University of Pennsylvania related articles

Penn Graduate Opens School for Girls in His Hometown in Ghana

Penn Graduate Opens School for Girls in His Hometown in Ghana

Two years ago, Shadrack Frimpong, then a senior at the University of Pennsylvania, won the Penn President Engagement Prize which awarded him $100,000 to use to implement his goal of establishing a school for girls and a health clinic in Ghana.

Two African American Scholars Appointed to Named Professorships at Ivy League Universities

Two African American Scholars Appointed to Named Professorships at Ivy League Universities

Mark Anthony Gooden was named the Christian A. Johnson Endeavor Professor of Education Leadership at Teachers College of Columbia University and Risa Lavizzo-Mourey was appointed the 19th Penn Integrates Knowledge University Professor at the University of Pennsylvania.

Four Black Scholars in New Faculty Roles in Higher Education

Four Black Scholars in New Faculty Roles in Higher Education

Taking on new faculty roles are Raina Merchant at the University of Pennsylvania, Norman Anderson at Florida State University, Kristie Williams at Ursuline College in Ohio, and Keisha R. Callins at Mercer University in Georgia.

University of Southern California to Launch the Race and Equity Center

University of Southern California to Launch the Race and Equity Center

The university has hired Shaun R. Harper to lead the new initiative and to serve as the Clifford and Betty Allen Professor in Urban Leadership. Currently, Professor Harper is the director of the Center for the Study of Race and Equity at the University of Pennsylvania.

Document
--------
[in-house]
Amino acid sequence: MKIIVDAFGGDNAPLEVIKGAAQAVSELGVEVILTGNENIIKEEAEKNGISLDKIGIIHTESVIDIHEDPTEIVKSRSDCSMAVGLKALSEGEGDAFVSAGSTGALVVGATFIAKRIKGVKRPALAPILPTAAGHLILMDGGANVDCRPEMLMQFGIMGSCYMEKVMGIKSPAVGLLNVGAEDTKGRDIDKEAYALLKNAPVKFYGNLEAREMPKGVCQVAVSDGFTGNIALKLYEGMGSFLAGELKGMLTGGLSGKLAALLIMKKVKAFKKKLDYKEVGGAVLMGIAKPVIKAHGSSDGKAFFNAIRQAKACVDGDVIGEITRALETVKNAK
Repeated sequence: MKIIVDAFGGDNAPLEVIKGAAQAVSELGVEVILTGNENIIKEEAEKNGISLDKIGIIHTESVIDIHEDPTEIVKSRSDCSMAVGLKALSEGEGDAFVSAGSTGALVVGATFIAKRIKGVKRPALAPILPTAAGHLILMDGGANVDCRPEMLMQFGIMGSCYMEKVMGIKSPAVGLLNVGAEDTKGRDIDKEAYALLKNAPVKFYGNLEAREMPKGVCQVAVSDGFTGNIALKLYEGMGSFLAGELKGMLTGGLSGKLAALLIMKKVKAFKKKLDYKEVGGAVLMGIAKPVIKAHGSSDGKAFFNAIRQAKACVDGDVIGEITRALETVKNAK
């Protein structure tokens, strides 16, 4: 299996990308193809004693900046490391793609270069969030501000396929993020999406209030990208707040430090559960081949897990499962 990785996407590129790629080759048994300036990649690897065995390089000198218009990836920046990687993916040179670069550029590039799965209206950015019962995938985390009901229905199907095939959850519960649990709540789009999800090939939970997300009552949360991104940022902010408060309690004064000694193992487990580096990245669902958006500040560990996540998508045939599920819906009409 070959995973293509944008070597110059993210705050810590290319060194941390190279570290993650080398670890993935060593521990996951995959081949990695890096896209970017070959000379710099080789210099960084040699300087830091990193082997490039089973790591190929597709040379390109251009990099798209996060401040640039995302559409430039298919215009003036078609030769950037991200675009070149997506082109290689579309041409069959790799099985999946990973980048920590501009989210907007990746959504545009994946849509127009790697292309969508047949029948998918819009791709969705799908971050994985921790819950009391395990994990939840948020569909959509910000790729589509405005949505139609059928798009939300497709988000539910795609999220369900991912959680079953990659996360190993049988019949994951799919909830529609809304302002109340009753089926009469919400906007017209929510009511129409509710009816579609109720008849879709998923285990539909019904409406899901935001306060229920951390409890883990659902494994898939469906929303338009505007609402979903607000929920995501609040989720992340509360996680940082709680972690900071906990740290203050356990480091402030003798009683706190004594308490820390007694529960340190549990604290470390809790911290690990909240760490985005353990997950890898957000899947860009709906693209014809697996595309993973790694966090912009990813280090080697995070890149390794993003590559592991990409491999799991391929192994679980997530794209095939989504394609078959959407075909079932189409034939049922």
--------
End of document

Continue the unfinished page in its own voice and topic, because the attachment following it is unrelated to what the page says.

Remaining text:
The New Dean of the School of Health Professions at the New York Institute of Technology

The New Dean of the School of Health Professions at the New York Institute of Technology

Prior to joining NYIT, Dr. Sheldon D. Fields served as chief wellness officer, dean, and professor in the Mervyn M. Dymally School of Nursing at Charles R. Drew University of Medicine and Science in Los Angeles, California.

Black Directors of Methadone Clinics Are the Least Likely to Dispense Recommended Minimum Doses

Black Directors of Methadone Clinics Are the Least Likely to Dispense Recommended Minimum Doses

A study led by a researcher at Johns Hopkins University finds that at methadone treatment facilities run by African American directors, patients are less likely to receive the recommended minimum dose than at facilities directed by managers of other races or ethnic groups.

The Progress of the Ivy League in Admitting Black Students

The Progress of the Ivy League in Admitting Black Students

A decade ago, there were 1,110 Black students in the entering classes at the eight Ivy League schools. In 2016, there are 1,503, a 35 percent increase. Four of the eight Ivy League schools have an entering class that is more than 11 percent Black. A decade ago, the leader stood at 9.6 percent.

University of Delaware Professor Honored by the Association of Black Women Historians

University of Delaware Professor Honored by the Association of Black Women Historians

Erica Armstrong Dunbar, the Blue and Gold Professor of Black American Studies and History at the University of Delaware, is the winner of the Lorraine A. Williams Leadership Award from the Association of Black Women Historians.

Black Students at Penn Subjected to Racial Hate by an Off-Campus Group

Black Students at Penn Subjected to Racial Hate by an Off-Campus Group